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An Ohio Egg Adventure + 10 Tips for Making Great Eggs

You all know by now that we really love eggs around these parts. Eggs are what I make when I don’t have a plan, when the fridge is nearly empty, and when all I want to do is crash on the couch and watch Arrested Development until my brain leaks out my ears. Even when I’m exhausted, I know I can avoid the shame-filled drive to Rally’s if we at least have a carton of eggs in the fridge.

We throw eggs into salads, put em on waffles, and even sandwich them in quesadillas. And that doesn’t count all the eggs we use for things like Angel Food French Toast or Caramel Banana Bundt Cake . Even with just two of us in the house, we easily go through a dozen eggs a week.

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Over the past few years, we’ve been making more of an effort to learn where our food comes from and find ways we can support local farmers with our hard earned grocery money. It’s so easy to take the common egg for granted and forget the people, chickens, and process that brings them to our table. That’s why I was thrilled to get an in-depth look at all that goes into egg production through a three day blogging egg-stravaganza (how could I resist??) organized by the Ohio Poultry Association. If you’ve ever been curious about how an egg farm works, where our eggs come from, or how to make the perfect omelet, the rest of this post is for you.

Ohio is the second largest egg producer in the country and is home to 30 million laying chickens. The Ohio Poultry Association includes over 600 egg farmers, each of whom are committed to sharing best practices and educating the public about egg production. During our trip, we got to spend time with two of these farmers and even take a tour through one of their farms, Weaver Brothers Farm, in Versailles, OH.

Here is our group outside Weaver Brothers in our sexy egg farm suits. These suits help keep the chickens safe from viruses we could pass on to them. Plus, they just look really good, right?

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Here’s what I want you to know about these farms. They are family businesses, passed down over four generations, which means they’ve been in the egg business for over 80 years. These farmers are committed. They are passionate. You don’t work 365 days a year for 80 years without passion.

These farmers care about every part of the process of egg production, starting from the chicken on. The farmers understand that happy, healthy chickens make the best eggs, and they’ve done a lot of research to determine what conditions keep chickens happy and healthy. The egg industry has at times been vilified for everything from chicken abuse to spreading food bourne illnesses, but after spending time in an egg farm I can tell you with confidence these farmers do everything they possibly can to care for their chickens. The farmers take a lot of pride in exceeding every standard and ensuring they provide customers with safe, nutritious, affordable food. The farmers were completely transparent with us. They were willing to answer any question we threw at them (and we gave them a lot!), and they allowed us to see every part of the process. We even got to hold a chicken!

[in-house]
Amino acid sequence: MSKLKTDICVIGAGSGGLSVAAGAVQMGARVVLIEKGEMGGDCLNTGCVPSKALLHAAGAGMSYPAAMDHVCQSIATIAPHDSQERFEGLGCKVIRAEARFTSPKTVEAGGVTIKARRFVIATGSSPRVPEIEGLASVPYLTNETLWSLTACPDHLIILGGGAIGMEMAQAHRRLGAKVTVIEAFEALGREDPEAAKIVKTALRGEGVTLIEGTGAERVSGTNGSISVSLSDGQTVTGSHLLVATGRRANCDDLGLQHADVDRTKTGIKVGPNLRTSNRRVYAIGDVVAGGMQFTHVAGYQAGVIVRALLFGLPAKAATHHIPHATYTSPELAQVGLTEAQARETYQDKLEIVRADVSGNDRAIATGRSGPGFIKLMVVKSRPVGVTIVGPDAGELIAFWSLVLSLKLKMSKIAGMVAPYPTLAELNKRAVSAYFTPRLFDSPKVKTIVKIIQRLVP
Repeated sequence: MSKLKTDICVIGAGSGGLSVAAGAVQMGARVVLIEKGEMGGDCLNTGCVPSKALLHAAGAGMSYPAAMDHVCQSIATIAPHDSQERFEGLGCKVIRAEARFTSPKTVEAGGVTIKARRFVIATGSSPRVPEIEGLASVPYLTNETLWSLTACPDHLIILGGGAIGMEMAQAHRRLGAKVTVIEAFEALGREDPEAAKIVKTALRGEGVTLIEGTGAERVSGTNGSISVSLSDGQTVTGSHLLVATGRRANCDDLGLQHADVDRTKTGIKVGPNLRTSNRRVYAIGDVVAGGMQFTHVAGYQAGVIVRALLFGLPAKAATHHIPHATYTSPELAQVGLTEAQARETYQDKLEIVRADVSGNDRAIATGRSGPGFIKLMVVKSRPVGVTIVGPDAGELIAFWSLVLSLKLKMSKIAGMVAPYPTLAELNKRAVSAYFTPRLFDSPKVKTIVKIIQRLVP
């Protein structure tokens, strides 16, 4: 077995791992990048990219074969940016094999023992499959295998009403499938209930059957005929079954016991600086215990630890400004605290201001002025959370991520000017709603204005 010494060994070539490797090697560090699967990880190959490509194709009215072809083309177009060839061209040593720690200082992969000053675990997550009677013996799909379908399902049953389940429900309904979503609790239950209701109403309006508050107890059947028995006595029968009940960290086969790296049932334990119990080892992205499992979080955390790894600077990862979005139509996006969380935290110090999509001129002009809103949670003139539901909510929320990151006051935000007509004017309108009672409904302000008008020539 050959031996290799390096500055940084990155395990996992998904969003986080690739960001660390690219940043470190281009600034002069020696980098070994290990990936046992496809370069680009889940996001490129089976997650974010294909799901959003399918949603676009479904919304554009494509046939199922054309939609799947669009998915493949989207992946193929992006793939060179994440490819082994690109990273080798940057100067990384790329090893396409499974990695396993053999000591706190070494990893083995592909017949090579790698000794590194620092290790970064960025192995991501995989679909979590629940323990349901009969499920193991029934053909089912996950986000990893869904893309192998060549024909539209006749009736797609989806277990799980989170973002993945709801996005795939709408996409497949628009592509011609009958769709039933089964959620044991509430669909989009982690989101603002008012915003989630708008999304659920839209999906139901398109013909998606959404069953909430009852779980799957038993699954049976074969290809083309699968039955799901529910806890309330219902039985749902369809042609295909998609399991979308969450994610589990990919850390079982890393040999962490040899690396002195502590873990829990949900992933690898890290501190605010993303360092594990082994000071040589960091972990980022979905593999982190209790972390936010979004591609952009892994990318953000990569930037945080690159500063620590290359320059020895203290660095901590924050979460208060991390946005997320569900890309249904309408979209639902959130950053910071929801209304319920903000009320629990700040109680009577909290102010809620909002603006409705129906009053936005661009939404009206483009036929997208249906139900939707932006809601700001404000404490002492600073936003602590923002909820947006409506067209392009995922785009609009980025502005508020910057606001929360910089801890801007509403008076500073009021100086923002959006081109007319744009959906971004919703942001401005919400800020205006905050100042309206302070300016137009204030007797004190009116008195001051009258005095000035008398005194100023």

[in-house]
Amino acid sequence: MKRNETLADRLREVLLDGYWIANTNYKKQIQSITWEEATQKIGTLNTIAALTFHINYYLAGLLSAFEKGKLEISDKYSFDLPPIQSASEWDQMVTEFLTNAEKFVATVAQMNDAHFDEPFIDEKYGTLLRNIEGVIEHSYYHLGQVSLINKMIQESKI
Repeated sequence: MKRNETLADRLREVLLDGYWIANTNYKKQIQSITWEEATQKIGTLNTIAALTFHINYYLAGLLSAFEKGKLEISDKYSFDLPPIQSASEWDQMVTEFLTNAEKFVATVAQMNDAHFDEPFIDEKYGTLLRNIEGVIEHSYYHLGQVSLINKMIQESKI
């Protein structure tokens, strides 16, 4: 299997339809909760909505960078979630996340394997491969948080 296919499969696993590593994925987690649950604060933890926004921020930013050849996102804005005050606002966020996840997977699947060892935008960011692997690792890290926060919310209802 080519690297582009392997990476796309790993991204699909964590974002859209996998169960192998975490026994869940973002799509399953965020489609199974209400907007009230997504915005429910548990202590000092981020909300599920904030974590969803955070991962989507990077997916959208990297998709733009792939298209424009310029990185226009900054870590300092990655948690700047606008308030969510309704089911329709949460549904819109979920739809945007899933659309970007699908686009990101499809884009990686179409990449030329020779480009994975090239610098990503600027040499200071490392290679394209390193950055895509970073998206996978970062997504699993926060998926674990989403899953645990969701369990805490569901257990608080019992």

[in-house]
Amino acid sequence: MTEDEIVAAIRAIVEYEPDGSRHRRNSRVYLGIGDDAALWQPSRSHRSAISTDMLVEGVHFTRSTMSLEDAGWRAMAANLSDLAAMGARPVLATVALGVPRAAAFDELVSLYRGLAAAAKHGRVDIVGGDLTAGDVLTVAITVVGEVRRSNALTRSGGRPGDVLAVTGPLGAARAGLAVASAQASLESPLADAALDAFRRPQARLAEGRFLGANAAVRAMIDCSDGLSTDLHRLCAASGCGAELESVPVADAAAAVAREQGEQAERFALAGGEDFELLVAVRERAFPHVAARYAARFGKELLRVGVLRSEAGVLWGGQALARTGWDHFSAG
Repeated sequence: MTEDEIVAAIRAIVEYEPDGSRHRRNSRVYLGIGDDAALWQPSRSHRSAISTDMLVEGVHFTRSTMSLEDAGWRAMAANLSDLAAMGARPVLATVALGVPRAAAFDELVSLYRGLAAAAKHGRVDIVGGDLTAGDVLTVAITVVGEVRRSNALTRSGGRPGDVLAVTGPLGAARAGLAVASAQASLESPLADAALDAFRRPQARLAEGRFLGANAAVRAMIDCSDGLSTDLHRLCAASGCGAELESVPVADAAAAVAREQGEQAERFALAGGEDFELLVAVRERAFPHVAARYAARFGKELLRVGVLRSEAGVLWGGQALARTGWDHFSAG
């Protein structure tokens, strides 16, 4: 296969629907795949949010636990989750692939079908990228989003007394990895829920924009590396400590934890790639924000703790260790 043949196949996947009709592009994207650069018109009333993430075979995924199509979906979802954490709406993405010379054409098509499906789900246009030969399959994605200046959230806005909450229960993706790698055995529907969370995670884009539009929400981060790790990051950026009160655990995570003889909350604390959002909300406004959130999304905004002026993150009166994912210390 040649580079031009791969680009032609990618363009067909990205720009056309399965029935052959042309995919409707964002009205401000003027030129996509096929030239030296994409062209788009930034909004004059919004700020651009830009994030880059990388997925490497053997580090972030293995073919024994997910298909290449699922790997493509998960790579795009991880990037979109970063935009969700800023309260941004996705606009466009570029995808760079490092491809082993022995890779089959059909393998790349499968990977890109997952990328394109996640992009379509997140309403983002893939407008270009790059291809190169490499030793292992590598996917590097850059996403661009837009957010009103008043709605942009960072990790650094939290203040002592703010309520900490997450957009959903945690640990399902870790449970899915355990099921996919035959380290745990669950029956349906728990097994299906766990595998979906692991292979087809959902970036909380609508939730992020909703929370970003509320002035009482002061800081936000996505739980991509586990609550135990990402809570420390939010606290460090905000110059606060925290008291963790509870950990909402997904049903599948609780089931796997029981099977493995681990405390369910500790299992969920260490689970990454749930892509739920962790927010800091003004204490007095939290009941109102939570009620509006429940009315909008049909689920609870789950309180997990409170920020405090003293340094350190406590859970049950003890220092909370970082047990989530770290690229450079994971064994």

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The process of egg production is truly astounding. Machines do everything from check the eggs for dirt or cracks to turn them the right way so they fit in the carton correctly. Eggs are washed and rewashed , scanned with UV rays to kill bacteria, and searched for any imperfections. What impressed me most about the process is that nothing is wasted. Imperfect eggs are sold as food to mink farmers, and cracked or broken eggs are pasteurized and used for pre-cooked egg products. The process is so efficient, most eggs go from the chicken to the supermarket within 3 days.

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Beyond the chickens, these farmers also care for their employees and communities. Weaver Farms alone employs over 300 people, while the entire egg industry in Ohio creates more than 14,600 jobs annually. Weaver Farms believes it is their responsibility to care for the environment as well, putting in practice policies which protect water, air, and soil quality.

If you’d like to learn more about the Ohio Poultry Association, check out their website which includes a lot of great resources!